As a child of the seventies in New York, I have a hard time with so called street art. When I was growing up it was called graffiti, it was illegal, a sign of urban decay and it mostly took the form of “Tony loves Gina.” Today, people pay good money to go on graffiti tours and see the art and social protest behind the words and pictures (full disclosure: I have been as well, in Tel Aviv and I will admit it is interesting). But graffiti is a much older art form than the twentieth century and that fact is alluded to in our daf.
The reality of writing a menu and a guest list is a familiar one to anyone who has Shabbat guests. But writing it on a wall, and not on the back of an envelope? Less familiar (I hope!). But in the ancient world, writing on walls was very common and that is what we will explore today. . A recent book about it quotes a graffito from Pompeii attesting to its ubiquity: “I’m amazed, O wall, that you have not fallen in ruins, you who support the tediousness of so many writers.” ( http://www.smithsonianmag.com/history-archaeology/Reading-the-Writing-on-Pompeiis-Walls.html#ixzz2MYY2yWN6 )
The word graffiti means scribbling and is usually translated as informal writing or drawing in places not usually meant for writing or drawing. The word is modern, perhaps implying that ancient peoples did not think this was an unusual phenomenon, requiring a special word. Graffiti has been found in ancient Egypt, Israel, Greece, Italy and pretty much everywhere. Often it was from travelers or pilgrims who wanted to leave their mark on a site. Seeing it hundreds, sometimes thousands of years later is a thrill, although seeing the same sort of thing from last week would be upsetting. As Michael Press writes in his excellent article (https://hyperallergic.com/484163/the-clandestine-cultural-knowledge-of-ancient-graffiti/), “At what point in time, then, does the vandal move from prosecution to preservation?”
Graffiti is a way of making sure you are remembered. The earliest forms of the alphabet were found in primitive graffiti inscriptions by slaves on a temple in Serabit al Khadem in Sinai, asking the goddess Hathor to remember them in the next world. There is graffiti on mortuary temples in Egypt and in the Dura Europos synagogue in Syria. Perhaps we could even suggest that the Israelites, putting blood on their doorposts, are using a form of graffiti so that God will see them and pass over them?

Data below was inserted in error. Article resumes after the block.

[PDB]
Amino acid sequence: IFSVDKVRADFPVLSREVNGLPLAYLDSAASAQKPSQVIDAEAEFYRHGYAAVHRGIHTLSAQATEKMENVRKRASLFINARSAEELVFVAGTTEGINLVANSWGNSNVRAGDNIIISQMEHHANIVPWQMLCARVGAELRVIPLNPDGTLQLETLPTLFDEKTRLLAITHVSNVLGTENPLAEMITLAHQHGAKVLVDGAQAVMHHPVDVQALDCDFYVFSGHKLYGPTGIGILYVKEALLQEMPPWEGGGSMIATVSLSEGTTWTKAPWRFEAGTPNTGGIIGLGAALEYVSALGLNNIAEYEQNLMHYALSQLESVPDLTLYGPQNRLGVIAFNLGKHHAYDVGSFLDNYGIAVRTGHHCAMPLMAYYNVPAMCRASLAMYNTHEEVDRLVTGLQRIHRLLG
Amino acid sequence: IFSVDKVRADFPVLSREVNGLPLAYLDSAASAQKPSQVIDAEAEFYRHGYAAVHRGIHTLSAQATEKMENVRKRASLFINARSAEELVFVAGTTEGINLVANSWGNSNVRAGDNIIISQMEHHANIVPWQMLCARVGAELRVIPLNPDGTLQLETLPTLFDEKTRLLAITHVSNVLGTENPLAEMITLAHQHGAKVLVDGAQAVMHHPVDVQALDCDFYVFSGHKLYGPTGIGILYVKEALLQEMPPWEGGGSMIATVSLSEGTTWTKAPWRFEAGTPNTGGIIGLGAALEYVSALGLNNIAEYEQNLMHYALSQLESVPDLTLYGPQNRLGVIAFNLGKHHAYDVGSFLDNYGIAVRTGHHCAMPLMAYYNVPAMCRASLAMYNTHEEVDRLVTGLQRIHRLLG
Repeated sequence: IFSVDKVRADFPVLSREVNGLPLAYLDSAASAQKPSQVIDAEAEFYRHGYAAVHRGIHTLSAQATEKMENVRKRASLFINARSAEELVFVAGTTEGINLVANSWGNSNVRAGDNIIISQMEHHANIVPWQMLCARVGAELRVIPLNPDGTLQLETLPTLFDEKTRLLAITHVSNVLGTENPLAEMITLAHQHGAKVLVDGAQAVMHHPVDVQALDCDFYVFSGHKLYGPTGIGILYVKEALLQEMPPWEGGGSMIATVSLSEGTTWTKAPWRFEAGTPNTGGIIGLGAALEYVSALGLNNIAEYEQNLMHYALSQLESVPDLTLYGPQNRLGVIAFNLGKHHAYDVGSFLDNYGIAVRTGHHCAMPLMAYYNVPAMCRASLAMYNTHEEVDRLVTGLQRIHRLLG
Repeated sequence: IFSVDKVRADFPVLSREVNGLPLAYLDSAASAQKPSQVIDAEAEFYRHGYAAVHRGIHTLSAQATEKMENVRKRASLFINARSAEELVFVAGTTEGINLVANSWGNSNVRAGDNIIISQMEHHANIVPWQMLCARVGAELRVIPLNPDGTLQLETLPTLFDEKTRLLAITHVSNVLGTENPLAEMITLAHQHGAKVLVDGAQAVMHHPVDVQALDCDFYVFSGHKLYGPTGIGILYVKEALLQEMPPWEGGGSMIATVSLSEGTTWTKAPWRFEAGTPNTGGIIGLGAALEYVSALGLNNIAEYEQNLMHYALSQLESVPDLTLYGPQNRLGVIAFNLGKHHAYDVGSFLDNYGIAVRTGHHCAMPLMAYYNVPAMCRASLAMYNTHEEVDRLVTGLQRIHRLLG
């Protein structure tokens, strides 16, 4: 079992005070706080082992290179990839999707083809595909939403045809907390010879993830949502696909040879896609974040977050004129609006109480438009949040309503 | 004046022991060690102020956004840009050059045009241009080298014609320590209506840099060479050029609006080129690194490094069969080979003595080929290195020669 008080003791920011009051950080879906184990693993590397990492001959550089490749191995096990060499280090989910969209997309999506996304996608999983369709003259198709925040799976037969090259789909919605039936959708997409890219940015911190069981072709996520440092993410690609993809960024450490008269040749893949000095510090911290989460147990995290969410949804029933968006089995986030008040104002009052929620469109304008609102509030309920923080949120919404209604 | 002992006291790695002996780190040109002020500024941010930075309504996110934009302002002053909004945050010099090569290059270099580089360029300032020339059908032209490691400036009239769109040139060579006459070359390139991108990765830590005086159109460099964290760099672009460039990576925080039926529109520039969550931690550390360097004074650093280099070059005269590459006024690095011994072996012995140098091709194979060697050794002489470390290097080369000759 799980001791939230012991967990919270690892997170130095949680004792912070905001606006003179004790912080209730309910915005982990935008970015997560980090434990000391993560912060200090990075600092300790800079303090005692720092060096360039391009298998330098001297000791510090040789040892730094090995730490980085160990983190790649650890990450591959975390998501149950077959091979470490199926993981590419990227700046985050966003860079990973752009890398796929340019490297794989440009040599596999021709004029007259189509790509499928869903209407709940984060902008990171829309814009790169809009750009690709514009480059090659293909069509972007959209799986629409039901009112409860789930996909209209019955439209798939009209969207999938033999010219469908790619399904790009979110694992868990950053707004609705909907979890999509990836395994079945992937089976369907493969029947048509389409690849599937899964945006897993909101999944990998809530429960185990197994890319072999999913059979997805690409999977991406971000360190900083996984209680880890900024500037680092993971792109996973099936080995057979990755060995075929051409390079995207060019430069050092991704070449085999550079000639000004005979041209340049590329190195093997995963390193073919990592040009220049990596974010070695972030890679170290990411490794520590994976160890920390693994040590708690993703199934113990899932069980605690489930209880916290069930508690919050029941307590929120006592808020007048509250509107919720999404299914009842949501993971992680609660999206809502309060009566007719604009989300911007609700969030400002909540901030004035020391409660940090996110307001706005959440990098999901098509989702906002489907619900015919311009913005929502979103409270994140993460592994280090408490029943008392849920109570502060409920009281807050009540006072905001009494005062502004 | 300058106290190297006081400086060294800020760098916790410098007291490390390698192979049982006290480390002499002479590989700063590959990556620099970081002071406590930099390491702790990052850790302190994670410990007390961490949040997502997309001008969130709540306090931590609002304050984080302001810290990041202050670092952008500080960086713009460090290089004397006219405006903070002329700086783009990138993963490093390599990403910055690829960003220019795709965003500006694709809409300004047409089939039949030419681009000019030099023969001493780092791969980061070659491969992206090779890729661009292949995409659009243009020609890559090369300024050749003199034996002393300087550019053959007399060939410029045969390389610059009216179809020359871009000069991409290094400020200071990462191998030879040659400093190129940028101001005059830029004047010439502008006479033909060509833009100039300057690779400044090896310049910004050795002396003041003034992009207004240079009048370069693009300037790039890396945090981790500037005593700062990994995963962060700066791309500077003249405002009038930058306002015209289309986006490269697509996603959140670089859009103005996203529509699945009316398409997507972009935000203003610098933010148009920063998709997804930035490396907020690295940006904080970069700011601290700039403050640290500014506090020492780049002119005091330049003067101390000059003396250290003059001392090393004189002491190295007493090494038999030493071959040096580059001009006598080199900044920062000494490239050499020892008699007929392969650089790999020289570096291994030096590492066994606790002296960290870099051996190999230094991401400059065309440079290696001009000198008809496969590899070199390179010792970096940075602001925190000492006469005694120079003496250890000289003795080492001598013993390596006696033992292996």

One of the few places in the ancient world where the walls and everything on them survived completely intact is Pompeii in Italy. The volcanic eruption that buried Pompeii in the year 79 CE preserved the city and all its contents, including those people unlucky enough to not escape in time. As such, Pompeii is a rare “time capsule.” One of the things discovered in Pompeii is that people of all classes wrote all over the walls. The graffiti range from those unprintable in a family blog to juicy bits of gossip, love poetry and public service announcements. They provide a fascinating window into the everyday life of the ancient world.
Political caricature from Pompeii, Wikimedia
There is now a project to map out all the ancient graffiti from Pompeii, on a site called http://ancientgraffiti.org/Graffiti/ Among the insults, obscenities and advertisements, I found a shopping list, just what our daf is talking about!
Nuts, drinks(?) – 14 (coins)
Pork rinds – 3
Three (Loaves of) bread – 51
Three cutlets – 12
Four thyme-flavored sausages – 8
Jews also made graffiti. In a recent book, Professor Karen Stern looks at graffiti written by ancient Jews, in cemeteries, holy places and public spaces and uses it to draw conclusions about everyday life to supplement what we know from written sources. One graffiti drawing that is well known is that of the menorah in Jerusalem, a picture drawn in the first century CE, undoubtedly by someone who saw the original menorah.
One place that seems almost sacrilegious to contemplate graffiti is the Kotel. Today it is common to leave written notes in the Kotel but one hundred years ago people actually wrote on the wall! We see the evidence in this old photograph from the American Colony photographic collection:
So what do we learn from all this? Maybe you should write your Shabbat menu on the wall, just so that archaeologists can find it centuries from now?